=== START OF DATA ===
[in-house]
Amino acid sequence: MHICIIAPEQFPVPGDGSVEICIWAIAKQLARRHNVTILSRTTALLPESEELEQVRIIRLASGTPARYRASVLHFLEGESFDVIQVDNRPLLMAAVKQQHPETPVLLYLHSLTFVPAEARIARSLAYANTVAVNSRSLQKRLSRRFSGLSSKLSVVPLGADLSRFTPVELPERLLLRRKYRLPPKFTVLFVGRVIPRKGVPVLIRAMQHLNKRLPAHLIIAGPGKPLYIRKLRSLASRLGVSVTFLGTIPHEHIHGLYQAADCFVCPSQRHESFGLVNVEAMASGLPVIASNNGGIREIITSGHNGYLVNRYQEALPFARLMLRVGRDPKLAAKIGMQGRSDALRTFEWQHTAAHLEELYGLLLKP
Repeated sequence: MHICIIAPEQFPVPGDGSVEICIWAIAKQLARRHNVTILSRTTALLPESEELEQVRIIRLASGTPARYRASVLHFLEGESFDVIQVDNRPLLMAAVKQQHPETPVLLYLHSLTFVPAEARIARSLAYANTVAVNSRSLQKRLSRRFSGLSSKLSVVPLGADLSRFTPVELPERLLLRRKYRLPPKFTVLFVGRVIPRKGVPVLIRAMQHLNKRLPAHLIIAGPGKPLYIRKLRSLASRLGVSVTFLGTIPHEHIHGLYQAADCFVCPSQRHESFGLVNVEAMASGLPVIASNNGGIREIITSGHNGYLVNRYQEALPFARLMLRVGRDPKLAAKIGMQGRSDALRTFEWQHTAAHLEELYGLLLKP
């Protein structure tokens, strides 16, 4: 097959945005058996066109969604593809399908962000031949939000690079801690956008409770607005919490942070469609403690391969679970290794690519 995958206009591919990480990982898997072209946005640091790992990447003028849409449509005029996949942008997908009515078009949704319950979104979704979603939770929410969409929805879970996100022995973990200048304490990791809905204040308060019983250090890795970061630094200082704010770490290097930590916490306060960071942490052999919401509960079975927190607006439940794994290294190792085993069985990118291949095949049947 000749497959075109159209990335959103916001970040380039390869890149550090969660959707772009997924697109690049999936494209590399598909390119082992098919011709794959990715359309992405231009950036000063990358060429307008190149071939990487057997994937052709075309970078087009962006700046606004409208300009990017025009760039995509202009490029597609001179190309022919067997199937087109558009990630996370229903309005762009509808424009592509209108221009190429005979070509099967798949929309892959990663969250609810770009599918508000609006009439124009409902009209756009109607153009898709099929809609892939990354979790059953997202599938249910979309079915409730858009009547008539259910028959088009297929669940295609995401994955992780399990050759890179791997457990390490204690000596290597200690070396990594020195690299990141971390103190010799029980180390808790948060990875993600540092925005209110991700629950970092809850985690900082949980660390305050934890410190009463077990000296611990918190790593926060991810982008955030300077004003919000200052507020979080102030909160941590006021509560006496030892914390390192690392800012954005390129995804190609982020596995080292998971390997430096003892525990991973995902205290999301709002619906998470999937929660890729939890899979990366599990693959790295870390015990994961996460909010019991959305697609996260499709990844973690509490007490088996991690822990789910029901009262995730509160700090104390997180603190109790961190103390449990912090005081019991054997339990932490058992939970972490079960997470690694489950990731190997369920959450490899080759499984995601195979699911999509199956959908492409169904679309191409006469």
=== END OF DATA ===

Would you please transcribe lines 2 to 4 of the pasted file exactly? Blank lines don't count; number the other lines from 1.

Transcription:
Amino acid sequence: MHICIIAPEQFPVPGDGSVEICIWAIAKQLARRHNVTILSRTTALLPESEELEQVRIIRLASGTPARYRASVLHFLEGESFDVIQVDNRPLLMAAVKQQHPETPVLLYLHSLTFVPAEARIARSLAYANTVAVNSRSLQKRLSRRFSGLSSKLSVVPLGADLSRFTPVELPERLLLRRKYRLPPKFTVLFVGRVIPRKGVPVLIRAMQHLNKRLPAHLIIAGPGKPLYIRKLRSLASRLGVSVTFLGTIPHEHIHGLYQAADCFVCPSQRHESFGLVNVEAMASGLPVIASNNGGIREIITSGHNGYLVNRYQEALPFARLMLRVGRDPKLAAKIGMQGRSDALRTFEWQHTAAHLEELYGLLLKP
Repeated sequence: MHICIIAPEQFPVPGDGSVEICIWAIAKQLARRHNVTILSRTTALLPESEELEQVRIIRLASGTPARYRASVLHFLEGESFDVIQVDNRPLLMAAVKQQHPETPVLLYLHSLTFVPAEARIARSLAYANTVAVNSRSLQKRLSRRFSGLSSKLSVVPLGADLSRFTPVELPERLLLRRKYRLPPKFTVLFVGRVIPRKGVPVLIRAMQHLNKRLPAHLIIAGPGKPLYIRKLRSLASRLGVSVTFLGTIPHEHIHGLYQAADCFVCPSQRHESFGLVNVEAMASGLPVIASNNGGIREIITSGHNGYLVNRYQEALPFARLMLRVGRDPKLAAKIGMQGRSDALRTFEWQHTAAHLEELYGLLLKP
């Protein structure tokens, strides 16, 4: 097959945005058996066109969604593809399908962000031949939000690079801690956008409770607005919490942070469609403690391969679970290794690519 995958206009591919990480990982898997072209946005640091790992990447003028849409449509005029996949942008997908009515078009949704319950979104979704979603939770929410969409929805879970996100022995973990200048304490990791809905204040308060019983250090890795970061630094200082704010770490290097930590916490306060960071942490052999919401509960079975927190607006439940794994290294190792085993069985990118291949095949049947 000749497959075109159209990335959103916001970040380039390869890149550090969660959707772009997924697109690049999936494209590399598909390119082992098919011709794959990715359309992405231009950036000063990358060429307008190149071939990487057997994937052709075309970078087009962006700046606004409208300009990017025009760039995509202009490029597609001179190309022919067997199937087109558009990630996370229903309005762009509808424009592509209108221009190429005979070509099967798949929309892959990663969250609810770009599918508000609006009439124009409902009209756009109607153009898709099929809609892939990354979790059953997202599938249910979309079915409730858009009547008539259910028959088009297929669940295609995401994955992780399990050759890179791997457990390490204690000596290597200690070396990594020195690299990141971390103190010799029980180390808790948060990875993600540092925005209110991700629950970092809850985690900082949980660390305050934890410190009463077990000296611990918190790593926060991810982008955030300077004003919000200052507020979080102030909160941590006021509560006496030892914390390192690392800012954005390129995804190609982020596995080292998971390997430096003892525990991973995902205290999301709002619906998470999937929660890729939890899979990366599990693959790295870390015990994961996460909010019991959305697609996260499709990844973690509490007490088996991690822990789910029901009262995730509160700090104390997180603190109790961190103390449990912090005081019991054997339990932490058992939970972490079960997470690694489950990731190997369920959450490899080759499984995601195979699911999509199956959908492409169904679309191409006469």